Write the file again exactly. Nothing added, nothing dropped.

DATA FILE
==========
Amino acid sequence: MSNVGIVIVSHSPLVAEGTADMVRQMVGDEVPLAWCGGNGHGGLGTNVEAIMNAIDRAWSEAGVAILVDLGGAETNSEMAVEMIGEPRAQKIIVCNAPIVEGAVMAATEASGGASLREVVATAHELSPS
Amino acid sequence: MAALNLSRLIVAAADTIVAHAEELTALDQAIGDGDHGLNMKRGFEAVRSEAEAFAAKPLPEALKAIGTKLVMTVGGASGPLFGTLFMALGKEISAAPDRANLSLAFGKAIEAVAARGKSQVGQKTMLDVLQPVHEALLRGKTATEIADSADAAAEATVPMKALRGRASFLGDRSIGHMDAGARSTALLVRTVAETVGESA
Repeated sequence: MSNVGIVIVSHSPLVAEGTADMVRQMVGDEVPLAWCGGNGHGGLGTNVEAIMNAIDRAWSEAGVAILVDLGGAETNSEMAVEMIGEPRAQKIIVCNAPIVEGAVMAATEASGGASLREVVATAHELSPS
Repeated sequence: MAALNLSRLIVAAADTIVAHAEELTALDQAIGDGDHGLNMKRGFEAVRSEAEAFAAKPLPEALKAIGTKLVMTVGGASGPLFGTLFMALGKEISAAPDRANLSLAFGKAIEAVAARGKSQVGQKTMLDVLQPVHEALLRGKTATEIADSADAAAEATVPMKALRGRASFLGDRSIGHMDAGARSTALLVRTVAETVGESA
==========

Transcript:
Amino acid sequence: MSNVGIVIVSHSPLVAEGTADMVRQMVGDEVPLAWCGGNGHGGLGTNVEAIMNAIDRAWSEAGVAILVDLGGAETNSEMAVEMIGEPRAQKIIVCNAPIVEGAVMAATEASGGASLREVVATAHELSPS
Amino acid sequence: MAALNLSRLIVAAADTIVAHAEELTALDQAIGDGDHGLNMKRGFEAVRSEAEAFAAKPLPEALKAIGTKLVMTVGGASGPLFGTLFMALGKEISAAPDRANLSLAFGKAIEAVAARGKSQVGQKTMLDVLQPVHEALLRGKTATEIADSADAAAEATVPMKALRGRASFLGDRSIGHMDAGARSTALLVRTVAETVGESA
Repeated sequence: MSNVGIVIVSHSPLVAEGTADMVRQMVGDEVPLAWCGGNGHGGLGTNVEAIMNAIDRAWSEAGVAILVDLGGAETNSEMAVEMIGEPRAQKIIVCNAPIVEGAVMAATEASGGASLREVVATAHELSPS
Repeated sequence: MAALNLSRLIVAAADTIVAHAEELTALDQAIGDGDHGLNMKRGFEAVRSEAEAFAAKPLPEALKAIGTKLVMTVGGASGPLFGTLFMALGKEISAAPDRANLSLAFGKAIEAVAARGKSQVGQKTMLDVLQPVHEALLRGKTATEIADSADAAAEATVPMKALRGRASFLGDRSIGHMDAGARSTALLVRTVAETVGESA